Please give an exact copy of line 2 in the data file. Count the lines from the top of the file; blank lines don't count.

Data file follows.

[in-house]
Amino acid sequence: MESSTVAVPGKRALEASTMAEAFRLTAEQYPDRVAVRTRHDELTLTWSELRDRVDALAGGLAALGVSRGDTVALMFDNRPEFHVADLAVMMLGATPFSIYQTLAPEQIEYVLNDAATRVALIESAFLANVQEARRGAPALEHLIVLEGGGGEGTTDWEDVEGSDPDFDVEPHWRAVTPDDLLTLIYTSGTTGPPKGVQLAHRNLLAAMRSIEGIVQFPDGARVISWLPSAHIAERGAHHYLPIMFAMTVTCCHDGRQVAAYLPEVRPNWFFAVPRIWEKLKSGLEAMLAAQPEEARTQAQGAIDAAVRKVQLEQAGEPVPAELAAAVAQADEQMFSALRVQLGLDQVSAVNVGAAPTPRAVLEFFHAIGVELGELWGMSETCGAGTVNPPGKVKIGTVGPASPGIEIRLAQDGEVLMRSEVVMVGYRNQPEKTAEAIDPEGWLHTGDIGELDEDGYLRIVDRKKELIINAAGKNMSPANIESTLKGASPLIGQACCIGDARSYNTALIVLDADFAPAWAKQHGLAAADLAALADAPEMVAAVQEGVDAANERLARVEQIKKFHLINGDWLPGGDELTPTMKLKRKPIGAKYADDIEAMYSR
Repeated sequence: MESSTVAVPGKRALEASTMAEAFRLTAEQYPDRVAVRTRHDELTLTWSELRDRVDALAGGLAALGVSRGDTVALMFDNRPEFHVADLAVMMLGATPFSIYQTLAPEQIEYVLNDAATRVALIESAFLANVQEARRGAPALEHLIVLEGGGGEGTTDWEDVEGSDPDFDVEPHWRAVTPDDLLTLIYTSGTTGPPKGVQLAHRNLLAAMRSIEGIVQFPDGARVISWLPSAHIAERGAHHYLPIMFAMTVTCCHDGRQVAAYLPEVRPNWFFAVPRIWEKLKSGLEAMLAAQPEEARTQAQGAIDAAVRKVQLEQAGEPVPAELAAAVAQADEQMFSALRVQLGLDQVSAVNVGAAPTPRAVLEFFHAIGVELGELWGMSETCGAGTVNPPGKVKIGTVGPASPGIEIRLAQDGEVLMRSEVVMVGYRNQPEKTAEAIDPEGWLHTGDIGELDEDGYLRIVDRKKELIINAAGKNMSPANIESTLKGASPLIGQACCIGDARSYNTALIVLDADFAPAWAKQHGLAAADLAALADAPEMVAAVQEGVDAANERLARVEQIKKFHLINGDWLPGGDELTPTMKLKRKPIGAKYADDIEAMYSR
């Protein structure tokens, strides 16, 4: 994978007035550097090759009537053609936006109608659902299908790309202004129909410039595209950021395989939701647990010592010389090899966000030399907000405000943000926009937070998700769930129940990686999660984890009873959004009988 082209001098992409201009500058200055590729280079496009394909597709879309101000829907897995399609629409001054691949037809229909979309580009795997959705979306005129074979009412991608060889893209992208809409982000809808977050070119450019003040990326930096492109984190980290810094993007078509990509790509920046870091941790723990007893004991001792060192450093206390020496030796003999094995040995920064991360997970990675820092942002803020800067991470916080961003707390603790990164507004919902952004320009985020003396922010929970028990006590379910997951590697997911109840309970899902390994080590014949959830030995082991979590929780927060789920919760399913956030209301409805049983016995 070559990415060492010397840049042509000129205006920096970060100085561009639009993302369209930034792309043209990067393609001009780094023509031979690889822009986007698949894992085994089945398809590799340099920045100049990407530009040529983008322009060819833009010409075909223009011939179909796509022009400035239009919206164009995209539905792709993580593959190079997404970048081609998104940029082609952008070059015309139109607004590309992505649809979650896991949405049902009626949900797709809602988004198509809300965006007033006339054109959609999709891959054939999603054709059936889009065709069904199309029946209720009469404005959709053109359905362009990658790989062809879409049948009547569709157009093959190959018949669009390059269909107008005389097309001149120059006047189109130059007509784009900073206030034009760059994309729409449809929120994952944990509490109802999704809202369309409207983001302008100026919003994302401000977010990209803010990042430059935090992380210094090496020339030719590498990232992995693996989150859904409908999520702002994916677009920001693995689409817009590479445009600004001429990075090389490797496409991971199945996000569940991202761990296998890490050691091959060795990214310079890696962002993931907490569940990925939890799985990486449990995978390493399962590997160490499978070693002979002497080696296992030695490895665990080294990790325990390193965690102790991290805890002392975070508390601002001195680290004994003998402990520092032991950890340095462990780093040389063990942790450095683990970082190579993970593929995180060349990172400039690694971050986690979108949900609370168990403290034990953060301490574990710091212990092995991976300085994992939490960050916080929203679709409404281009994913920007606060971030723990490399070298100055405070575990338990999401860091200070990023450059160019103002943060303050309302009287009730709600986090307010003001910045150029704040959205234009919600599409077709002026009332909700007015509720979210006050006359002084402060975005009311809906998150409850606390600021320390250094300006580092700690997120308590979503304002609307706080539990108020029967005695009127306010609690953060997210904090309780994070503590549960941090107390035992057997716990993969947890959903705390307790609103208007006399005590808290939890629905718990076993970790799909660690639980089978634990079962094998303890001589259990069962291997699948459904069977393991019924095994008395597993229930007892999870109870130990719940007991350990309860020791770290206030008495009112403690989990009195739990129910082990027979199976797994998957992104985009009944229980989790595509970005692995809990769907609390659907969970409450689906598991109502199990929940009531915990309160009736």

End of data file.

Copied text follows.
Amino acid sequence: MESSTVAVPGKRALEASTMAEAFRLTAEQYPDRVAVRTRHDELTLTWSELRDRVDALAGGLAALGVSRGDTVALMFDNRPEFHVADLAVMMLGATPFSIYQTLAPEQIEYVLNDAATRVALIESAFLANVQEARRGAPALEHLIVLEGGGGEGTTDWEDVEGSDPDFDVEPHWRAVTPDDLLTLIYTSGTTGPPKGVQLAHRNLLAAMRSIEGIVQFPDGARVISWLPSAHIAERGAHHYLPIMFAMTVTCCHDGRQVAAYLPEVRPNWFFAVPRIWEKLKSGLEAMLAAQPEEARTQAQGAIDAAVRKVQLEQAGEPVPAELAAAVAQADEQMFSALRVQLGLDQVSAVNVGAAPTPRAVLEFFHAIGVELGELWGMSETCGAGTVNPPGKVKIGTVGPASPGIEIRLAQDGEVLMRSEVVMVGYRNQPEKTAEAIDPEGWLHTGDIGELDEDGYLRIVDRKKELIINAAGKNMSPANIESTLKGASPLIGQACCIGDARSYNTALIVLDADFAPAWAKQHGLAAADLAALADAPEMVAAVQEGVDAANERLARVEQIKKFHLINGDWLPGGDELTPTMKLKRKPIGAKYADDIEAMYSR